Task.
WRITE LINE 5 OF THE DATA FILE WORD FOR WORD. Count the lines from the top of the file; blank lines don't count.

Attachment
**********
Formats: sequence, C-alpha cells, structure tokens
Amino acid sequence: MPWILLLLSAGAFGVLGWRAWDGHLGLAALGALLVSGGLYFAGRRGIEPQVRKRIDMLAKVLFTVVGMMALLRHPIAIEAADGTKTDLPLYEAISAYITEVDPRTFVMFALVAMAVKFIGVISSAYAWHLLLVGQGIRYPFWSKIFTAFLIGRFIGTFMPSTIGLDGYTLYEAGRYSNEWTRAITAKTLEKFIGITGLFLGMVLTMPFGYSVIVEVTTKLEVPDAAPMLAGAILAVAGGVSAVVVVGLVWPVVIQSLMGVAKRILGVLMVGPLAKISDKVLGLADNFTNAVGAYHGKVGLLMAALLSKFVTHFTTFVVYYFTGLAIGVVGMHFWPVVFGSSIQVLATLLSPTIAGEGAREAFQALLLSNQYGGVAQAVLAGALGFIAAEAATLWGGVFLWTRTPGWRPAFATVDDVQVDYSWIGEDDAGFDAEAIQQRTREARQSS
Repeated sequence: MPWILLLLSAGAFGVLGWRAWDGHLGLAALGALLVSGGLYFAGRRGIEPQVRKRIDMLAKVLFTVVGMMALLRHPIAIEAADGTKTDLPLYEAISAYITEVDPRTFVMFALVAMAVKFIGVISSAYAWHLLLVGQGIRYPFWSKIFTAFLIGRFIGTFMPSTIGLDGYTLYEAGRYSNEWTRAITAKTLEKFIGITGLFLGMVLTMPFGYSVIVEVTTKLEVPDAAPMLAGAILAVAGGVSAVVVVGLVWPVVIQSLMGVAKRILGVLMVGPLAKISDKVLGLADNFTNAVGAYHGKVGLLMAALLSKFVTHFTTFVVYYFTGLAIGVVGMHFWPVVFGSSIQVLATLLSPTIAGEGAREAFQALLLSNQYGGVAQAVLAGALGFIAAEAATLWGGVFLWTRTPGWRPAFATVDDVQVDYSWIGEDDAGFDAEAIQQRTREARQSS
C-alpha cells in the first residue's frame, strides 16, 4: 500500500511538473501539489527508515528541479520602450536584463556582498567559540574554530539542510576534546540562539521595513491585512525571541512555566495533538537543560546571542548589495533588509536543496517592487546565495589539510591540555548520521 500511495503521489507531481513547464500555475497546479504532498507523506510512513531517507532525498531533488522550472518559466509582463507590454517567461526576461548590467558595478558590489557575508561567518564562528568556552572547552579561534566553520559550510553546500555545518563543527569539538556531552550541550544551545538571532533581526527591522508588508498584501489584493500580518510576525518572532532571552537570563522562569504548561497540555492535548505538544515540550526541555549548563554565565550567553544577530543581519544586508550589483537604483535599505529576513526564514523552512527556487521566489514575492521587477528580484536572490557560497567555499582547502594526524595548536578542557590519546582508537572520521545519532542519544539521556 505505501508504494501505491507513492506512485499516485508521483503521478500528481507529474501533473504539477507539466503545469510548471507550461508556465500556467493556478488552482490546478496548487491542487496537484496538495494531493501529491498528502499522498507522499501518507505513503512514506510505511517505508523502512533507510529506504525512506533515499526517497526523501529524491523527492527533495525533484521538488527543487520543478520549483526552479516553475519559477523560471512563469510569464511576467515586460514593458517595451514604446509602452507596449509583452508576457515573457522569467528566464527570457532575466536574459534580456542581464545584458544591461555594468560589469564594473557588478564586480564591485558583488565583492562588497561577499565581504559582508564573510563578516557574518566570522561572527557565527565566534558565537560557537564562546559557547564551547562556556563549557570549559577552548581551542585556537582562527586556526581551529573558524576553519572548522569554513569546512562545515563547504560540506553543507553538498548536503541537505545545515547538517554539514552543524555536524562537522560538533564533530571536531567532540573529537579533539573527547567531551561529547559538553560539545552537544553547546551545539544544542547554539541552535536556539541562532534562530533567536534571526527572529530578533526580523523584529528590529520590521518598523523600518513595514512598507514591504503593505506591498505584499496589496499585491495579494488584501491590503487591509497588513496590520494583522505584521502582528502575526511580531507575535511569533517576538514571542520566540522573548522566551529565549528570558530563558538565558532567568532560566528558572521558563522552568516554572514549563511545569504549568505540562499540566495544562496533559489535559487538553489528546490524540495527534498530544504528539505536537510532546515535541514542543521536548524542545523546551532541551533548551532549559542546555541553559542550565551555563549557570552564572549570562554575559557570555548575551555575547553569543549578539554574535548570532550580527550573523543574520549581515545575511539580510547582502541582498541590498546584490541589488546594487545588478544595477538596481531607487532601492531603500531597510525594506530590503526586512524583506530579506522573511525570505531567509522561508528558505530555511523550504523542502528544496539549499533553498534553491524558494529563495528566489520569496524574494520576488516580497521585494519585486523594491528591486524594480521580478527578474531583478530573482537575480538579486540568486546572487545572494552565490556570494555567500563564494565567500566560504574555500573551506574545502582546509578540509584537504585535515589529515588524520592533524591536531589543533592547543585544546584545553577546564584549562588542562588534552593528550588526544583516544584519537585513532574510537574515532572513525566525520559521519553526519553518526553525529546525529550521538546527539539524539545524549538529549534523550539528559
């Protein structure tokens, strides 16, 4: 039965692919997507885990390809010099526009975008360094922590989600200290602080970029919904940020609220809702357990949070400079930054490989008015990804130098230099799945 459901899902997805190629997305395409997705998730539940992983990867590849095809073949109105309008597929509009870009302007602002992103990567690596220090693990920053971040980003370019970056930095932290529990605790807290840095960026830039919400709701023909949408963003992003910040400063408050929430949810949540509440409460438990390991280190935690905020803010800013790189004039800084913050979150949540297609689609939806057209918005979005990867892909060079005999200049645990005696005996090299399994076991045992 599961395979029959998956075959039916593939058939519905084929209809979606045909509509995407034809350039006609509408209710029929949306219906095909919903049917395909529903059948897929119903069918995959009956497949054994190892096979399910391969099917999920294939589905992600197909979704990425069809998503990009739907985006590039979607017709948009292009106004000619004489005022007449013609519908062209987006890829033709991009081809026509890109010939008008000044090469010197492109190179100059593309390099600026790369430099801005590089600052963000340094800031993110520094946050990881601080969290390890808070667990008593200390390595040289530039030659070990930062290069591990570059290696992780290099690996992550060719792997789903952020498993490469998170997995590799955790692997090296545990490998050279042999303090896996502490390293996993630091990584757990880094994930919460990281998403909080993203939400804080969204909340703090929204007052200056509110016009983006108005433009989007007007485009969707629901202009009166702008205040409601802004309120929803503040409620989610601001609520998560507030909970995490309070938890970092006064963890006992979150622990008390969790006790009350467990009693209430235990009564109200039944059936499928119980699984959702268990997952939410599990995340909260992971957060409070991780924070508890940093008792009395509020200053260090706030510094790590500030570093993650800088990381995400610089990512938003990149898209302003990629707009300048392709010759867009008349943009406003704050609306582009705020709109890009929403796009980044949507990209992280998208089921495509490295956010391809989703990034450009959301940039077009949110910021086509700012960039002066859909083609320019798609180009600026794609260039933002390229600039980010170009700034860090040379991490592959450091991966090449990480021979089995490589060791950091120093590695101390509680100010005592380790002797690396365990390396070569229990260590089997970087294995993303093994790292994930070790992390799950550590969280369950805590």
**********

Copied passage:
């Protein structure tokens, strides 16, 4: 039965692919997507885990390809010099526009975008360094922590989600200290602080970029919904940020609220809702357990949070400079930054490989008015990804130098230099799945 459901899902997805190629997305395409997705998730539940992983990867590849095809073949109105309008597929509009870009302007602002992103990567690596220090693990920053971040980003370019970056930095932290529990605790807290840095960026830039919400709701023909949408963003992003910040400063408050929430949810949540509440409460438990390991280190935690905020803010800013790189004039800084913050979150949540297609689609939806057209918005979005990867892909060079005999200049645990005696005996090299399994076991045992 599961395979029959998956075959039916593939058939519905084929209809979606045909509509995407034809350039006609509408209710029929949306219906095909919903049917395909529903059948897929119903069918995959009956497949054994190892096979399910391969099917999920294939589905992600197909979704990425069809998503990009739907985006590039979607017709948009292009106004000619004489005022007449013609519908062209987006890829033709991009081809026509890109010939008008000044090469010197492109190179100059593309390099600026790369430099801005590089600052963000340094800031993110520094946050990881601080969290390890808070667990008593200390390595040289530039030659070990930062290069591990570059290696992780290099690996992550060719792997789903952020498993490469998170997995590799955790692997090296545990490998050279042999303090896996502490390293996993630091990584757990880094994930919460990281998403909080993203939400804080969204909340703090929204007052200056509110016009983006108005433009989007007007485009969707629901202009009166702008205040409601802004309120929803503040409620989610601001609520998560507030909970995490309070938890970092006064963890006992979150622990008390969790006790009350467990009693209430235990009564109200039944059936499928119980699984959702268990997952939410599990995340909260992971957060409070991780924070508890940093008792009395509020200053260090706030510094790590500030570093993650800088990381995400610089990512938003990149898209302003990629707009300048392709010759867009008349943009406003704050609306582009705020709109890009929403796009980044949507990209992280998208089921495509490295956010391809989703990034450009959301940039077009949110910021086509700012960039002066859909083609320019798609180009600026794609260039933002390229600039980010170009700034860090040379991490592959450091991966090449990480021979089995490589060791950091120093590695101390509680100010005592380790002797690396365990390396070569229990260590089997970087294995993303093994790292994930070790992390799950550590969280369950805590």